More than 100 injured in Pakistan as police try to end a two-week protest
More than 100 people have been injured as police and paramilitary troops in the Pakistani capital moved Saturday to end a two-week protest, officials said.
Scores of protesters had been blocking a key road connecting Islamabad and the neighboring city of Rawalpindi since November 8. The group is demanding the resignation of the country’s law minister for what it considers blasphemy after amended parliamentary bills weakened rules that require lawmakers to reference the Prophet Mohammed when taking their oaths.
Pakistan Interior Minister Ahsan Iqbal had given protesters until last Thursday to disperse, but they continued their demonstration.Video from the scene Saturday showed law enforcement forces carrying sticks and firing tear gas and rubber bullets at protesters. Groups of protesters could be seen throwing rocks with their hands or using slingshots.
About 100 protesters were arrested Saturday, said Fakhar Sultan, a police officer in Rawalpindi city.
At least 112 people, including protesters and law enforcement, were being treated at the Pakistani Institute of Medical Services in Islamabad, said Dr. Tahir Nadeem, a physician at the hospital.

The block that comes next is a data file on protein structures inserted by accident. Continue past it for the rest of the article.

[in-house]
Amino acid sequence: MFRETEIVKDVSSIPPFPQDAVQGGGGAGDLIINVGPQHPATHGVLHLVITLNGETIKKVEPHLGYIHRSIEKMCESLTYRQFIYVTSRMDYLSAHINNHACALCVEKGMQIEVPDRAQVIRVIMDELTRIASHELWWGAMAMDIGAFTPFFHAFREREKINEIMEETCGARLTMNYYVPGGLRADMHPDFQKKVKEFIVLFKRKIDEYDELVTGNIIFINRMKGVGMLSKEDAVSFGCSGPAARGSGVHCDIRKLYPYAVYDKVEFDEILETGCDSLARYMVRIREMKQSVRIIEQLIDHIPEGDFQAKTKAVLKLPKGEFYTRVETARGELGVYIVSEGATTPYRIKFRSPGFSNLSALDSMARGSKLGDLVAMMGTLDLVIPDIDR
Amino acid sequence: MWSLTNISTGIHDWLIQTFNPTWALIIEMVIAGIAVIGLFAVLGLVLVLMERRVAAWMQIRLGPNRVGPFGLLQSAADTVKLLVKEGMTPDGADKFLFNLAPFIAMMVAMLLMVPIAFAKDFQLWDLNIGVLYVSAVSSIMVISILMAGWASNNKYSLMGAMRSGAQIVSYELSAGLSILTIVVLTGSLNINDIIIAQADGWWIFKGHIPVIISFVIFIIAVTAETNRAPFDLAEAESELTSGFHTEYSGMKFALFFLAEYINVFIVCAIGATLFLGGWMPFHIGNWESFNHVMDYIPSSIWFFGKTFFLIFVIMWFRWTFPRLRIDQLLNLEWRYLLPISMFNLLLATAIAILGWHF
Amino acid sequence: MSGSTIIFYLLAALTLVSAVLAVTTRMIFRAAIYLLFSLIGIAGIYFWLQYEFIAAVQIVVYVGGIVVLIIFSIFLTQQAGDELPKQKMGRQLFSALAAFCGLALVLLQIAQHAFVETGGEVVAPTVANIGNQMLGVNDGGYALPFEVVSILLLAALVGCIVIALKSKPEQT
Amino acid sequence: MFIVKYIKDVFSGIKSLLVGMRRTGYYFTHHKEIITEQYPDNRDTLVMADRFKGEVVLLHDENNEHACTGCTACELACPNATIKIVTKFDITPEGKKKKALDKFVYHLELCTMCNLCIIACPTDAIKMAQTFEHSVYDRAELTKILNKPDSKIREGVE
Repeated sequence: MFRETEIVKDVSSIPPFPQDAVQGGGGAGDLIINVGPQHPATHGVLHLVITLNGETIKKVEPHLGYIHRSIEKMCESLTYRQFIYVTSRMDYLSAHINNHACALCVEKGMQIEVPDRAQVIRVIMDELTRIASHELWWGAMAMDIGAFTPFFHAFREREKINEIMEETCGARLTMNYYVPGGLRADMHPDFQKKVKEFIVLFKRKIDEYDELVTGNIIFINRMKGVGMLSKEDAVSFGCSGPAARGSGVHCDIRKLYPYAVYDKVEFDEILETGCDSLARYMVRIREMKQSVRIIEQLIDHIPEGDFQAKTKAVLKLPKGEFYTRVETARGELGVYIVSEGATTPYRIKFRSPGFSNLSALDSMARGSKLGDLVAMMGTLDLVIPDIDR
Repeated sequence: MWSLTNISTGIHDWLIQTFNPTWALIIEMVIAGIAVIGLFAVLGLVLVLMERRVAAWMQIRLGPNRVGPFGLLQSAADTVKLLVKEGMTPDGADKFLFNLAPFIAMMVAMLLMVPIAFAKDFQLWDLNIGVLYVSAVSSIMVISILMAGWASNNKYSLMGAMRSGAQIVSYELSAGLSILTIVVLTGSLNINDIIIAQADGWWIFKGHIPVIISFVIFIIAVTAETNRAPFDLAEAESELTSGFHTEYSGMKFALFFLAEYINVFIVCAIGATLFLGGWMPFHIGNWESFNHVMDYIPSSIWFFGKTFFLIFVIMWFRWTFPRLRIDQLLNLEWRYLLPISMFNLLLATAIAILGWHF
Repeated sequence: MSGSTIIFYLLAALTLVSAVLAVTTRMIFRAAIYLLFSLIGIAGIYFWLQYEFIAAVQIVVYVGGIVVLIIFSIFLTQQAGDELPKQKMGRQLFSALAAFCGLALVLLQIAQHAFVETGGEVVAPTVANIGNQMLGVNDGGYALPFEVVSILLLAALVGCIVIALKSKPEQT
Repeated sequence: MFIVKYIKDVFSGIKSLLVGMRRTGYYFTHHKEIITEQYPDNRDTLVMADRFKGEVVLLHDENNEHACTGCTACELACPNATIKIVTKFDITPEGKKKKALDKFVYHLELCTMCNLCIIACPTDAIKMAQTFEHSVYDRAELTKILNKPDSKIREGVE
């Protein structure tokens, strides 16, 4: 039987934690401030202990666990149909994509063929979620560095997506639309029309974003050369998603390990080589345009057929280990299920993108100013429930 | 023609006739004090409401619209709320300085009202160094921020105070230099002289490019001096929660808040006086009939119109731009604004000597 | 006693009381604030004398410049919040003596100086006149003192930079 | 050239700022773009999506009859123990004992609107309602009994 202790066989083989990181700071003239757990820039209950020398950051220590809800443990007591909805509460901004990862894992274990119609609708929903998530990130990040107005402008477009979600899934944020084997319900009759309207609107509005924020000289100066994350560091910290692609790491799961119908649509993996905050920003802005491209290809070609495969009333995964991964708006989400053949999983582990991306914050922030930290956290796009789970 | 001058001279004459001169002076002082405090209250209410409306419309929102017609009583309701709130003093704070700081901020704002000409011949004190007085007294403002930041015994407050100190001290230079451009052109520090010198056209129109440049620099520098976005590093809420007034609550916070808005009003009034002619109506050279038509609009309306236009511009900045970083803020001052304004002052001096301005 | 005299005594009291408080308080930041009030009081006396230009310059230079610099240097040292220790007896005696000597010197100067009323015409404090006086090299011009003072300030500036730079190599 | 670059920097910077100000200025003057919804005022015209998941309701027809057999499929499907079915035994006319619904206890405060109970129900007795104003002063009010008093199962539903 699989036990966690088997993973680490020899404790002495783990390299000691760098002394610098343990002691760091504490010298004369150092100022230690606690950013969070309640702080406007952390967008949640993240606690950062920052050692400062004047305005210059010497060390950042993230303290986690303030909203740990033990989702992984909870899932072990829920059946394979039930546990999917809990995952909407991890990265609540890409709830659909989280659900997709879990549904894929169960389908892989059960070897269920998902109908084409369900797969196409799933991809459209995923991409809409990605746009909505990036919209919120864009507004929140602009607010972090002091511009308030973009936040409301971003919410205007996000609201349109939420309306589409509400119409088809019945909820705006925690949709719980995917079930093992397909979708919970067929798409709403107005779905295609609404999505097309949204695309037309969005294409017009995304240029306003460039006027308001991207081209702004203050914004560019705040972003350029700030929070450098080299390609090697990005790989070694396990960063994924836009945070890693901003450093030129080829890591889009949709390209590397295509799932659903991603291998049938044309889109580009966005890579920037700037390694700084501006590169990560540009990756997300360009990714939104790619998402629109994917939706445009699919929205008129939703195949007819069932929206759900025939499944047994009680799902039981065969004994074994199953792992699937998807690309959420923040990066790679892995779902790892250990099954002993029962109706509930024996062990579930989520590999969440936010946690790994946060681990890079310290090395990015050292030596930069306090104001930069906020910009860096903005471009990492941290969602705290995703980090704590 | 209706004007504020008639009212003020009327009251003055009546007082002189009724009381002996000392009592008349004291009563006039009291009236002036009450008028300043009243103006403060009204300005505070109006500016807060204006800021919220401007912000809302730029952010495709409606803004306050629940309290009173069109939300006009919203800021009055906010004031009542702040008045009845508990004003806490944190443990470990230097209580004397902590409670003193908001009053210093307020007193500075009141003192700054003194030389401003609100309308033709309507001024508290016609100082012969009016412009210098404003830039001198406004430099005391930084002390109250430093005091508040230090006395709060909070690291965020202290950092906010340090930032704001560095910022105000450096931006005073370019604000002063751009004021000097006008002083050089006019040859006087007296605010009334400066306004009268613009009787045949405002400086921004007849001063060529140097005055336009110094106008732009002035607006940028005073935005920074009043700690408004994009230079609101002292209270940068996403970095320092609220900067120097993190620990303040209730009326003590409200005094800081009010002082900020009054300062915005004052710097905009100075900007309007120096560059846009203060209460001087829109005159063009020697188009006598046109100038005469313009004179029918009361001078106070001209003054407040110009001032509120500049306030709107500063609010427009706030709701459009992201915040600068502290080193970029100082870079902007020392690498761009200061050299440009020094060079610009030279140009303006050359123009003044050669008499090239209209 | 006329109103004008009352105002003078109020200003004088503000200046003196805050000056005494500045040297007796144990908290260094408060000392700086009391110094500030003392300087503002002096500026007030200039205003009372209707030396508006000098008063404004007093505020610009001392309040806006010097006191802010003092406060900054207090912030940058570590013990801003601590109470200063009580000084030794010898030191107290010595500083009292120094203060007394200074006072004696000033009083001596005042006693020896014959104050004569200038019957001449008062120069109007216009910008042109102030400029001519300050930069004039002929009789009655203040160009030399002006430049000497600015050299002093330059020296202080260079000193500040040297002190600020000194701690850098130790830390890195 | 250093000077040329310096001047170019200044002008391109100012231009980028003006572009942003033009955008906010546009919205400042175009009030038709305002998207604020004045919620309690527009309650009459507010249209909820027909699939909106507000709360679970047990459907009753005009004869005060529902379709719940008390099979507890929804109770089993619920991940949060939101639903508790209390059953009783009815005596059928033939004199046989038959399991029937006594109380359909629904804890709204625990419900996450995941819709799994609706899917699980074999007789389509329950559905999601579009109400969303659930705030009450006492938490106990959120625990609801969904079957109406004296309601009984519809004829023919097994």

Three smaller protests broke out in Rawalpindi on roads leading to the capital, a journalist there said. The motorway between Rawalpindi and the eastern city of Lahore also was closed, as authorities feared more protesters might try to enter the city to support demonstrators in the capital.
Protests also broke out in Lahore and the southern port city of Karachi, local media reported.
According to reports, private television channels in Pakistan were taken off the air by the Pakistan Electronic Media Regulatory Authority, according to a message slate that replaced the channels’ programming. The agency had ordered local TV channels to refrain from live coverage of the ongoing government operation. Only state-run PTV, which has not been reporting on the protest, remained on air.
Demonstrators accuse the government of blasphemy based on a proposed changed that they say would soften electoral laws. The government has apologized and denied making such a change, calling it a clerical mistake.
Protesters want Law and Justice Minister Zahid Hamid to resign over the matter. They support of Khadim Hussain Rizvi, the leader of Tehreek-e Labbaik Pakistan, a small hardline Islamic opposition party.